Total cholesterol and triglycerides, HDL-c and LDL-c were measured enzymatically via a colorimetric method. Risk lipoprotein levels were determined according to the National Cholesterol Education Program-Adult Treatment Panel III (NCEP/ATPIII) .
Results are presented as the mean standard deviation, median (25th- 75th interquartile) or percentage (%).
Sixty-nine patients were analyzed (53 DM and 16 PM). There was a high frequency of women and Caucasians in both groups. Moreover, the mean age of the patients with DM and PM was 35.4±9.4 and 33.7±7.9 years, respectively (Table I).
Age at disease onset (years)
Current age (years)
Duration: diagnosis - symptom onset (months)
Body mass index (kg/m2)
Systemic arterial hypertension
Global patient’s visual analogue scale (0-10 mm)
Global physician’s visual analogue scale (0-10 mm)
Creatine phosphokinase (U/L)
Total cholesterol (mg/dL)
Data are expressed as the mean ± standard deviation, median (25th- 75th interquartile) or percentage (%).
DM: dermatomyositis; HAQ: health assessment questionnaire; HDL-c: high density lipoprotein cholesterol; LDL-c: low density lipoprotein cholesterol; MMT8: manual muscle testing; PM: polymyositis.
Table 1: General features of patients with dermatomyositis and polymyositis.
Patients with DM and PM had a body mass index of 26.7kg/m² and 28.3kg/m², respectively, and systemic arterial hypertension in 22.6% and 31.3% of the cases, respectively. Concerning drugs, 66.0% of DM patients were using prednisolone with a median dose of 10 mg/day, whereas 43.8% of PM patients were using this drug with a median dose of 2.5 mg/day. The different parameters regarding the current status (analogic visual scale, MMT8, HAQ, muscle enzymes) of DM and PM are shown in (Table I). Moderate and elevated risk levels for lipoproteins, according to the NCEP/ATPIII were found along with high total cholesterol in patients with DM (37.7%) and PM (37.5%), and low HDL-c was found in 22.6% of patients with DM and 25% of patients with PM. Moreover, high LDL-c was observed in 28.3% of patients with DM and 25% in patients with PM, where as the serum levels of triglycerides were elevated in 41.5% of DM and 37.5% of PM patients. Furthermore, 69.8% and 68.6% of patients with DM and PM, respectively, showed alterations in at least one of the previous NCEP/ATPIII parameter (Table 2). No anti-LPL antibodies measured by ELISA were detected in patients with DM and PM.
Total cholesterol > 200 mg/dL
HDL-c< 40 mg/dL
LDL-c> 130 mg/dL
Triglyceride> 150 mg/dL
At least one of the previous parameters
Data are expressed as a percentage (%).
DM: dermatomyositis; HDL-c: high density lipoprotein cholesterol; LDL-c: low density lipoprotein cholesterol; PM: polymyositis.
Table 2: Lipid features in patients with dermatomyositis and polymyositis, according to the NCEP/ATPIII.
Our results showed that patients with DM and PM did not have anti-LPL autoantibodies, although 69.8% of DM and 68.8% of PM patients had at least one lipid risk level for cardiovascular disease. The advantage of the present study was that we excluded patients with conditions that may have interfered with the lipid profile or the characterization of the antibody anti-LPL. Furthermore, we analyzed patients with a defined diagnosis of DM or PM according to Bohan and Peter’s criteria . We also excluded patients with neoplasia, overlapping autoimmune systemic diseases and other myopathies. Despite of using these rigorous criteria of rare diseases (DM and PM), the present study analyzed the presence of anti-LPL in a reasonable sample. The present data reinforce previously published findings [2,3]. Our patients showed low serum levels of HDL-c and high serum levels of total cholesterol, LDL-c and triglycerides. This profile is similar that found insystemic lupus erythematosus .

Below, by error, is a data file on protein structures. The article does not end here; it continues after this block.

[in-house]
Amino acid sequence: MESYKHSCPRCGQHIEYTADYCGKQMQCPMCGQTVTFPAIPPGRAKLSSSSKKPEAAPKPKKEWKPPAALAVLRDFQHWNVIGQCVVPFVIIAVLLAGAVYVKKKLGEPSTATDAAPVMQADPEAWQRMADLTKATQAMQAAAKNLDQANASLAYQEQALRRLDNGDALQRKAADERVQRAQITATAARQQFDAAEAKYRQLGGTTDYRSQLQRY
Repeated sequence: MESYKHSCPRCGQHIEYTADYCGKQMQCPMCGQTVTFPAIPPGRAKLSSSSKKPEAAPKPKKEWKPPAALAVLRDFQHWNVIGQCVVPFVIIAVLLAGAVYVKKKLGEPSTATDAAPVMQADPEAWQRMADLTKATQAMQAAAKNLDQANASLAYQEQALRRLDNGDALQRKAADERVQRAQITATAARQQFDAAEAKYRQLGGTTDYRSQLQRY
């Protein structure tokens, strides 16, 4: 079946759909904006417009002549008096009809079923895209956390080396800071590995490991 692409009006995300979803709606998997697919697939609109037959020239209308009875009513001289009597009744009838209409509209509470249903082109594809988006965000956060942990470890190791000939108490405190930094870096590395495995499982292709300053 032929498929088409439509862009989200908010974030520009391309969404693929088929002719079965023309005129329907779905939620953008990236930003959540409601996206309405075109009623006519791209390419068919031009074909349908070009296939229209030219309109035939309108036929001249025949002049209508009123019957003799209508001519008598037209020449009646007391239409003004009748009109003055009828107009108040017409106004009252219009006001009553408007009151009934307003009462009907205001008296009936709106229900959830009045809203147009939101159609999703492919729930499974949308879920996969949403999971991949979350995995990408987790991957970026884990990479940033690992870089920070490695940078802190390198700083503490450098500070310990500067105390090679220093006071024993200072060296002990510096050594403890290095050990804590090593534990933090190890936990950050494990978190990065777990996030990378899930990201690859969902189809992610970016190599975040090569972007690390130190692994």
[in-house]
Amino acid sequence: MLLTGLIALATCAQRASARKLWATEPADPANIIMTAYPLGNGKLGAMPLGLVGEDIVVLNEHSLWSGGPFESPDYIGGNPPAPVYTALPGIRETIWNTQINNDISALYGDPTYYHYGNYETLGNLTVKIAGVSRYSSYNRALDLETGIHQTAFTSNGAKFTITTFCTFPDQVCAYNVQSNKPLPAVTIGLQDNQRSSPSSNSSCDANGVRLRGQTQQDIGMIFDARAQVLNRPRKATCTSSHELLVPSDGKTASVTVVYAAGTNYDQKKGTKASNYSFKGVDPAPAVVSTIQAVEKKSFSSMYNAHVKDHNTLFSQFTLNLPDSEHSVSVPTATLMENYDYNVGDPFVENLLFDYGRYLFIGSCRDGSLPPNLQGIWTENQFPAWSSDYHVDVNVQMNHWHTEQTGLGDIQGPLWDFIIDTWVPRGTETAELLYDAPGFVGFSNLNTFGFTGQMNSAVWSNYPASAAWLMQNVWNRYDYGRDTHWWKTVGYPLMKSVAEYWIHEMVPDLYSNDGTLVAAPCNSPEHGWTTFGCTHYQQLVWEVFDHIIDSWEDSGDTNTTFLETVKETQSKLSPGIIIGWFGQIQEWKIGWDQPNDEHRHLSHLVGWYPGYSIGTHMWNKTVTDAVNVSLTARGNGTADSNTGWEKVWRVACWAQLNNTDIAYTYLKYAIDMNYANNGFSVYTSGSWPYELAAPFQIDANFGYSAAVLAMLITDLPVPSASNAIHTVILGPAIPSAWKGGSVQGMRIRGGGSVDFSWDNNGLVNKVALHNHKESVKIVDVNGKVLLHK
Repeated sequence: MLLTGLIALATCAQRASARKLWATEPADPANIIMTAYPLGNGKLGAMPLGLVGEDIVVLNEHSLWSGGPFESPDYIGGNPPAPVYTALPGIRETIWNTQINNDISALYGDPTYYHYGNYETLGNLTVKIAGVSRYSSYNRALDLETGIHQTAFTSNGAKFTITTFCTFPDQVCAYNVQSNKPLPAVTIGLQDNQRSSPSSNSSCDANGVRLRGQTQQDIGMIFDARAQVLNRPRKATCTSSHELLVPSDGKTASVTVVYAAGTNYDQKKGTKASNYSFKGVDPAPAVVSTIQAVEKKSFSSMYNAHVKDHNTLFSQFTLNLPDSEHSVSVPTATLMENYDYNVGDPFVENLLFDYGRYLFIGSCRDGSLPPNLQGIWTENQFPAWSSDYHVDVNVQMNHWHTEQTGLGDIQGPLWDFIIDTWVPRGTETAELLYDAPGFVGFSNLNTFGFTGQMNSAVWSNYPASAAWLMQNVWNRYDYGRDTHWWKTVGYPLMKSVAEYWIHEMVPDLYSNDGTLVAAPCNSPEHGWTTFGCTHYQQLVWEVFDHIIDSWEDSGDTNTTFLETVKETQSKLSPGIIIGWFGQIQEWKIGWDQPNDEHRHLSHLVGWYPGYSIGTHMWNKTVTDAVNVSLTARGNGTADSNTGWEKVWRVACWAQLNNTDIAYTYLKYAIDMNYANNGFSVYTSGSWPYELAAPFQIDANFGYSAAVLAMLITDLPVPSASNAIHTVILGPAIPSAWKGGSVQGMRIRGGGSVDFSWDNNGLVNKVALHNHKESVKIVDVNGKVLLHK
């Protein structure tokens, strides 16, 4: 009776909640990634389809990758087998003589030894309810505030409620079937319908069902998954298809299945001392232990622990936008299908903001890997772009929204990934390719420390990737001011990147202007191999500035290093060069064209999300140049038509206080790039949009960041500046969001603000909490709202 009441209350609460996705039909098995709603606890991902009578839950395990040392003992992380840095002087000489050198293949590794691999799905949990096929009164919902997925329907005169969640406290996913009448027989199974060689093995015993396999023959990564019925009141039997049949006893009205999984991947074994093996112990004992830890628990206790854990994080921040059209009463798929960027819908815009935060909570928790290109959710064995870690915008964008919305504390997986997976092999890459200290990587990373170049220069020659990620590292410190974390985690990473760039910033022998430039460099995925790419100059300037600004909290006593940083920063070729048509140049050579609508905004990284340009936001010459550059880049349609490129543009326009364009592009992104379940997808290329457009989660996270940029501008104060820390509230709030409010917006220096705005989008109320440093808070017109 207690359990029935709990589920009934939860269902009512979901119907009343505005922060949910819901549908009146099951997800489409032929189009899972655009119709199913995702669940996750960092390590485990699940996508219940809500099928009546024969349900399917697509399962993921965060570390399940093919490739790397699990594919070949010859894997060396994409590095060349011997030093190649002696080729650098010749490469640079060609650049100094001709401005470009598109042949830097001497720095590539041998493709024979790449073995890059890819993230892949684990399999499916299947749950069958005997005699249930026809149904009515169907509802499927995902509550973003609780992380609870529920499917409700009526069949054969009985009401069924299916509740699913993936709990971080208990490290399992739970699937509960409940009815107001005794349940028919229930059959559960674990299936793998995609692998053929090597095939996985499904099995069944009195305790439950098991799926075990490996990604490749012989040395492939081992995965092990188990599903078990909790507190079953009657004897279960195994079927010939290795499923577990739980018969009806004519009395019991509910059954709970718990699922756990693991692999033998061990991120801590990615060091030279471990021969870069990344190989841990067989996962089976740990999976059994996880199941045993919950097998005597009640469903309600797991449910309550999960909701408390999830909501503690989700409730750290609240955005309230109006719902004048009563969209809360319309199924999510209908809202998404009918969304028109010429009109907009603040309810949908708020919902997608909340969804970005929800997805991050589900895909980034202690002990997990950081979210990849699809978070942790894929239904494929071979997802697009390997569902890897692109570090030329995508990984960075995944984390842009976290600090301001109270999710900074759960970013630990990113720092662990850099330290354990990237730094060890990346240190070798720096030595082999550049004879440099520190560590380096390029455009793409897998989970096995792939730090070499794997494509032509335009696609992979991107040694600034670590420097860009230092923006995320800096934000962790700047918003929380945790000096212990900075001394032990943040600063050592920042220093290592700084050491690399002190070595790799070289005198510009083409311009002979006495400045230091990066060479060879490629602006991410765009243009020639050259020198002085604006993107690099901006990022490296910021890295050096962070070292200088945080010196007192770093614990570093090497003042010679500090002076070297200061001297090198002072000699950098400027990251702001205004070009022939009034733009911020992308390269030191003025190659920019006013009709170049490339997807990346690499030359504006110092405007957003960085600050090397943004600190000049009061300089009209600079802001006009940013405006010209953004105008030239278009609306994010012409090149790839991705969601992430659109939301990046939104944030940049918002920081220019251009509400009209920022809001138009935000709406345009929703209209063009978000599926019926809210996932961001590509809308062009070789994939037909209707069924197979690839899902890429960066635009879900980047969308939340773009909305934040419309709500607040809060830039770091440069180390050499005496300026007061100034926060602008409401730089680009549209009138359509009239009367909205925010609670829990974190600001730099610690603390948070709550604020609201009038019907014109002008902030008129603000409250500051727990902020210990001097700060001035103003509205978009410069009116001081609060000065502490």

The presence of the anti-LPL antibody has been perceived as a possible mechanism of dyslipidemia. Thus, in patients with systemic lupus erythematosus, this antibody is considered the cause of the dyslipidemia reaction with lipoprotein lipase, which is responsible for normal lipid metabolism, causing increase on levels of total cholesterol and LDL-c, and decreased levels of HDL-c. Therefore, the presence of the anti-LPL antibody is considered responsible for dyslipidemia in some autoimmune diseases . According to Reichlin et al. , the anti-LPL antibody frequency was 46.7% in systemic lupus erythematosus patients, 40% in polymyositis, 41.9% in systemic sclerosis, 12.5% in rheumatoid arthritis and 10% in Sjögren syndrome. However, the authors did not provide details for the therapeutic, clinical, laboratory and demographic features of their patients with PM. Second, positive results were defined as those with a value exceeding the mean ± 2 standard deviations of the optical density units from the four control individuals not matched with patients for age, ethnicity and gender. Third, 28% of the healthy individuals had a positive antibody against LPL.
The presence of the anti-LPL antibody has been studied in other rheumatism diseases, such as Takayasu’s arteritis . However, in this disease, there no association between anti-LPL antibody and the physiopathological mechanism of the disease . Similar to that study , we did not observe the presence of the anti-LPL antibody in DM. Moreover, in contrast to a previously published study , we did not find the anti-LPL antibody in patients with PM. Thus, ours result suggest that the mechanism of dyslipidemia in our patients is distinct from anti-LPL antibody activity. There are some limitations in the present study. First, we did not exclude individuals with a high body mass index (> 30 kg/m2), which could modify the lipid profile . Second, we did not analyze a higher carbohydrate diet, which is also associated with dyslipidemia. Third, our study included the characteristics of a study population that was from a tertiary care center and most likely represented a more severe disease spectrum; therefore, the frequency of dyslipidemia might have been overestimated.
Our results show that anti-LPL antibodies are not implicated in the pathophysiology of dyslipidemia in patients with DM or PM.
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Citation: Cotrim FP, Ribaric I, Mantovani E, Silva MG and Shinjo SK. Dyslipidemia in Adult Dermatomyositis and Polymyositisis not Associated with Anti-Lipoprotein Lipase. Austin J Musculoskelet Disord. 2015; 2(3): 1026. ISSN : 2381-8948